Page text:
One of the stigmas we face when we say “Veterans and Mental Health” is hastily equated to post-traumatic stress disorder (PTSD). That’s a substitution fallacy. I can’t speak more on PTSD professionally, as I’m not a qualified psychologist or occupational therapist, but what I can say is that the subject of PTSD has been carefully studied and that the problem exists, just don’t extrapolate it to all veterans.
There is a weak correlation of suicide risk from deployed and non-deployment military service members and veterans.
There are numerous factors that contribute to mental health degradation, often before veterans even realize it, and we seek to address the issues that cause problems to culminate in the first place. Mental health issues are a broad subject to discuss, and there are a majority of factors that are involved in seeking help and assistance. We believe having a place to talk to someone in a comfortable setting and share your similar experiences with each other goes a long way in helping fight mental health stressors that affect your psyche; as they say, it’s a lot easier when you have a friend to help you out. You can’t always do it alone.
The last misconception I want to discuss is community involvement. This is for the veteran that is getting out, who may not realize all the resources available to you.
We as a public, generally think there is a large community of individuals assisting veterans getting out of service. There is a community, but, as a veteran who has gone through the process, and after interviewing many recently separated veterans, it certainly doesn’t feel that way. The resources are there, but, due to a myriad of different factors, veterans don’t utilize the services available to them. There’s a strange “veteran imposter syndrome’” that I speak about extensively on the Veteran Stigma page of Battle Buddy, and even now, it’s embarrassing for me to talk about with other veterans.
There are a lot of different challenges ahead when you’re out of service and it can be difficult to do it alone. I say “alone” because before you (as a veteran) realizes it, you are alone. The group of friends, co-workers, and people closest to you often disappear. Often times, you lose that sense of camaraderie and the sense of purpose and shared mission you agreed to when you leave service. The community you once belonged to disappears and you slowly realize that you relied on that community — a lot more than you think.
Here’s is a story, one perspective, of what it might be like for a soon-to-be separated service member.
What are mental health resources available for folks currently serving in the military and for veterans?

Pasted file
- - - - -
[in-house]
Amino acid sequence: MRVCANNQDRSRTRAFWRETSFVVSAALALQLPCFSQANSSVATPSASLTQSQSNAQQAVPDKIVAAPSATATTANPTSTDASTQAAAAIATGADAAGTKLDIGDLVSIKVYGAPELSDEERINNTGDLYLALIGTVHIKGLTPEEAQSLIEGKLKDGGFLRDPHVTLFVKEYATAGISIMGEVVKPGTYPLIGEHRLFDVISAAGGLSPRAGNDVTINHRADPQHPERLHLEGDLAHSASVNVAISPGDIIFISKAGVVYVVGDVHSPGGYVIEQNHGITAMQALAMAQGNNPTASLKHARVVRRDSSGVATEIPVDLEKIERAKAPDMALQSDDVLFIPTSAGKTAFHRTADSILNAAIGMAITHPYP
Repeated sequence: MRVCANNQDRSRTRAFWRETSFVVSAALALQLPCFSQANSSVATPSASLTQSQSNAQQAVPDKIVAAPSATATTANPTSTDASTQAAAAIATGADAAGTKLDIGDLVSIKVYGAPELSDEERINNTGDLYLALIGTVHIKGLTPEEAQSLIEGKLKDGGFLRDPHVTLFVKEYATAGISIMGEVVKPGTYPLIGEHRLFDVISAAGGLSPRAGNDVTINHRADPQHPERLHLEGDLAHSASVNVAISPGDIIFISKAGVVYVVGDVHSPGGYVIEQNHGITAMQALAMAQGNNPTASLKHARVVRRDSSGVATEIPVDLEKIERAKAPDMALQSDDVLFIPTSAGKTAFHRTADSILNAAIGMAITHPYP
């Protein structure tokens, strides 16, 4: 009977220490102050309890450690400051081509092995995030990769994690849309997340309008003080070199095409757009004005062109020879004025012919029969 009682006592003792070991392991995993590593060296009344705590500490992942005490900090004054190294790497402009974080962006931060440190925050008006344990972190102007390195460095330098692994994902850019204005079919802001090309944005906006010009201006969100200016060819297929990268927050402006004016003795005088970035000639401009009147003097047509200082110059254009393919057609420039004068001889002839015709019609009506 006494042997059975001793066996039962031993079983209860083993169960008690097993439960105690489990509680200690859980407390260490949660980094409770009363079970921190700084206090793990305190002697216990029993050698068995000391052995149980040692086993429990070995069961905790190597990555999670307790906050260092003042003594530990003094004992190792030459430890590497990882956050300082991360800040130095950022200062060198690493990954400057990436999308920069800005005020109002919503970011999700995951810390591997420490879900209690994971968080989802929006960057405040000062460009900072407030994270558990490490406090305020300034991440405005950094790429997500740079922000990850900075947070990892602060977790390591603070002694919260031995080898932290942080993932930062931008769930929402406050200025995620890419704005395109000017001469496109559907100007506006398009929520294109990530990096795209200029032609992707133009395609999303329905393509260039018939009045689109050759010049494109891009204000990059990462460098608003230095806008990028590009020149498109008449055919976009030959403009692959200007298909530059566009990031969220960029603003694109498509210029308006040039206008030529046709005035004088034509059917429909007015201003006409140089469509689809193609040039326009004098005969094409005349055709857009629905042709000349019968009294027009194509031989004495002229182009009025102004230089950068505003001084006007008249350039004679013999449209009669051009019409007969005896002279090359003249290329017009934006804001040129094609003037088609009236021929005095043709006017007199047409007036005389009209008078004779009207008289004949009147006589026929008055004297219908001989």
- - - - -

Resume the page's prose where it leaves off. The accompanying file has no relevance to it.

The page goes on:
There’s a lot out there! Chaplaincy while you’re in, is an amazing service and I do believe they calm a troubled spirit quite well. The preexisting cultural barriers of mental health stigmas are slowly going away while in service thanks to leadership pushing it in the right direction. Find a good leader. Hopefully it’s your direct NCO (Non-Commissioned Officer), or your supervisor, but otherwise just look around.
A compassionate friend, wingman, shipmate, battle-buddy, etc., is great to have too. It doesn’t always have to be unnecessarily masculine talks either. Be authentic with one another; it takes a bigger person to admit their weaknesses.
The Department of Veterans Affairs, I mentioned previously, is a great resource to start with once you’re out. Again, one of the problems we find is there are many veterans who don’t know about the services offered, or if they do know about them, they don’t use them. Veterans mostly believe it’s ineffective, stigmatizing, or grossly invasive. There’s definitely a LOT of shocking questions they’ll ask you while you’re going through a routine physical check-up. That’s okay. Still go anyways. Start the process. Maybe you don’t want that label on your record, but it doesn’t hurt to check out whenever there’s an event going on where vets are talking among themselves. The VA is a welcoming place and a lot of the older veterans like seeing the young-ins and love to share war stories.
When you’re in the service you feel like you might not need these resources at all. It’s sometimes hard to comprehend that you might not have all those resources (food, lodging, hospital care, community, camaraderie, shared purpose) readily available to you once you have transitioned out. And when you do transition out, it’s immensely harder to reflect and realize that you’re not mentally well. It’s hard to realize that you’re not being you. Maybe you’ll be lucky enough to have some pretty awesome friends to keep a watch on you and willing to reconnect when you leave the service. Sometimes it just takes a friend to tell it to your face you’re not being yourself and that something’s wrong with you.
On a side note, thank you for those friends that have told me that repeatedly. Seriously, you guys are the best. The real MVPs.